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Discussion Starter · #1 ·
I'm looking for the most reliable taurus or sable wagon. I think that means duratec or vulcan 3.0. Just wondering which would be my best choice as far as cost and ease of repair as well as reliability.
thanks!
Nick

EDIT:
I just noticed that the heads and block on the Vulcan are Cast Iron vs the Duratec being Aluminum. Does this translate into more cracked heads or blown head gaskets on the Duratec (aluminum)?
 

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Least expensive, most reliable, and easiest to work on.... my vote would be for a '98-99 Vulcan with the AX4N transaxle. This combination is difficult to find because most Vulcans have the AX4S. Otherwise, I'd look for an early Gen 4 ('00-07) with the same setup. Last, I would look for a '98-05 Duratec (avoiding the '00), it will always have the AX4N, but you'll trade simplicity and inexpensiveness for higher cost.
 

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Depends on where you live. If where you are, cars don't seem to rust out too badly, then go for a 98/99. You can usually find a decently low mileage one from an old person for under a grand. If you're above the rust belt, then I'd say an 03 or newer, still can find low mileage in good shape for less than 2 or 3 grand. Simple to work on? Stick with 12valve/ohv/vulcan, whatever you want to call it.
 

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Discussion Starter · #5 ·
Thanks. I read a day or two ago that a lot of people said the Duratec was a better engine as far as longevity etc. I've owned a '96 an '00 in the past with a Vulcan and only thing I ever had go wrong was it'd stutter once in a while when I floored it. Maybe a fuel filter... who knows. But it seemed like a good engine.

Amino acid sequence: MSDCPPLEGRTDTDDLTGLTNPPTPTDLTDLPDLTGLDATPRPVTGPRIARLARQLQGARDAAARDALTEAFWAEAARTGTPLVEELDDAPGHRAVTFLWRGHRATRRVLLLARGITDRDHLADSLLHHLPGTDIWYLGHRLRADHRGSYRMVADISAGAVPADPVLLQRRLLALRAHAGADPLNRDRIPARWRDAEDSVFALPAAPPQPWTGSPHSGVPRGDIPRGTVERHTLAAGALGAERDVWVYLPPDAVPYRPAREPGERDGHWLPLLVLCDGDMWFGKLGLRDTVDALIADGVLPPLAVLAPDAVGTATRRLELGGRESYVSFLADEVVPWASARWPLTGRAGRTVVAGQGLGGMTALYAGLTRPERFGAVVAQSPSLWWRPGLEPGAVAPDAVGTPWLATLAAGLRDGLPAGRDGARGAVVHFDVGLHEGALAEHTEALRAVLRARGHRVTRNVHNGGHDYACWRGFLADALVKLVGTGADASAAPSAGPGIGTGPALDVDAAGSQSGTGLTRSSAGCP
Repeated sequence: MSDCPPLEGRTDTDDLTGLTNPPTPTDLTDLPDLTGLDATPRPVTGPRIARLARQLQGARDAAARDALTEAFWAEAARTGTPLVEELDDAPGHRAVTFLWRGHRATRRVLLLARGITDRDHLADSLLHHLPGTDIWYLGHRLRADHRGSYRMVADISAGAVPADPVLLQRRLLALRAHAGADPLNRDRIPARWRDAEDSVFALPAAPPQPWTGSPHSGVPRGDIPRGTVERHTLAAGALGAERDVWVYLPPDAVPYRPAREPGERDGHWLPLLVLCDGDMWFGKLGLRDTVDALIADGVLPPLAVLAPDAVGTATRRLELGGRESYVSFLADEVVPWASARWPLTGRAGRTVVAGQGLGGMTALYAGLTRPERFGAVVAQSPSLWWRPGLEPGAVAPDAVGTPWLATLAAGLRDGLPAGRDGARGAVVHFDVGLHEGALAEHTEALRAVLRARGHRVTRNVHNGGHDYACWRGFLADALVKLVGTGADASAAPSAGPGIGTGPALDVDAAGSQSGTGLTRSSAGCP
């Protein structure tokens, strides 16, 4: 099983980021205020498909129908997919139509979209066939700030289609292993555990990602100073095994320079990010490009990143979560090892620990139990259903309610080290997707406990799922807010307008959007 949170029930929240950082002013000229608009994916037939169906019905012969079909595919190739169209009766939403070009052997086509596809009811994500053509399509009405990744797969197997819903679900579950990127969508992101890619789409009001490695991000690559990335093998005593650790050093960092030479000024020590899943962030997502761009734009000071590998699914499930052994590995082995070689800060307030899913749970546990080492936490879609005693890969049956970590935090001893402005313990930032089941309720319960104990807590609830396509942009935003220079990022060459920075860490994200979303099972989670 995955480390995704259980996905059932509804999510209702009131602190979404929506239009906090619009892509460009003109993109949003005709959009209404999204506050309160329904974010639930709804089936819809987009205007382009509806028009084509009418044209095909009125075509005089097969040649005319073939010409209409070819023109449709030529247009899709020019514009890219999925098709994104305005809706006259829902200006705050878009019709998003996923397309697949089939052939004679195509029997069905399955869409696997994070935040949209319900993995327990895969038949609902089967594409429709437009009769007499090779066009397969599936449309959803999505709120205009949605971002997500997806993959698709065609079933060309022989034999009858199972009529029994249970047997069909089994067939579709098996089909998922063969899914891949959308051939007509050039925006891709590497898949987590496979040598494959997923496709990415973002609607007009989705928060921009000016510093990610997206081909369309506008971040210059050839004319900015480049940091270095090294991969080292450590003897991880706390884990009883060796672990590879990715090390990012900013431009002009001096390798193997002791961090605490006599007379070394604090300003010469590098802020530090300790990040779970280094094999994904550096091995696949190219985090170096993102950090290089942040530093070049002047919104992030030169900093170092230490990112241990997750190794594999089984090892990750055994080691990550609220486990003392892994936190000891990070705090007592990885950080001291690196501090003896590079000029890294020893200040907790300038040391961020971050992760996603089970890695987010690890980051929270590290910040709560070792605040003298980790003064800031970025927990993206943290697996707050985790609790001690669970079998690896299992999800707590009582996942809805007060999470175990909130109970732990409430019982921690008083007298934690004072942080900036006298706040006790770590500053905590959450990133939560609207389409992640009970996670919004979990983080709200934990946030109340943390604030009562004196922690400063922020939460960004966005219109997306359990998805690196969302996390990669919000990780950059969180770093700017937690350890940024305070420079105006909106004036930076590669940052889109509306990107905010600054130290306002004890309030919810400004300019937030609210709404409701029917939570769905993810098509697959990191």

So the AX4S vs. AX4N transaxle... what's the differences/advantages there?

Seems like these cars transmissions are good for around 150k or so. Are there things that commonly go bad on the trans that's repairable by the average skilled home mechanic?

Also, I am in Missouri. I see 96-99s all the time with no rust which is great. That gives more options I suppose. What is the bad on the 2000 models?
 

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2000 was a hybrid year for the duratec. it was an oval port (00 to 05) but it was also a front mount waterpump (96 to 00). for some reason the 2000s like to blow sparkplugs out. and as i am finding during my swap they have alot of 2000 only parts. if you work on your own cars and have a decent amount of know how i think you would enjoy a duratec more, although much harder to work on, it is a great engine, the vulcan is much much easier to work on but is kinda down on power... for the duratec you also have to watch the oil pan gasket (except on the newer ones) they tend to leak alot and often dont stay repaired long before they leak again.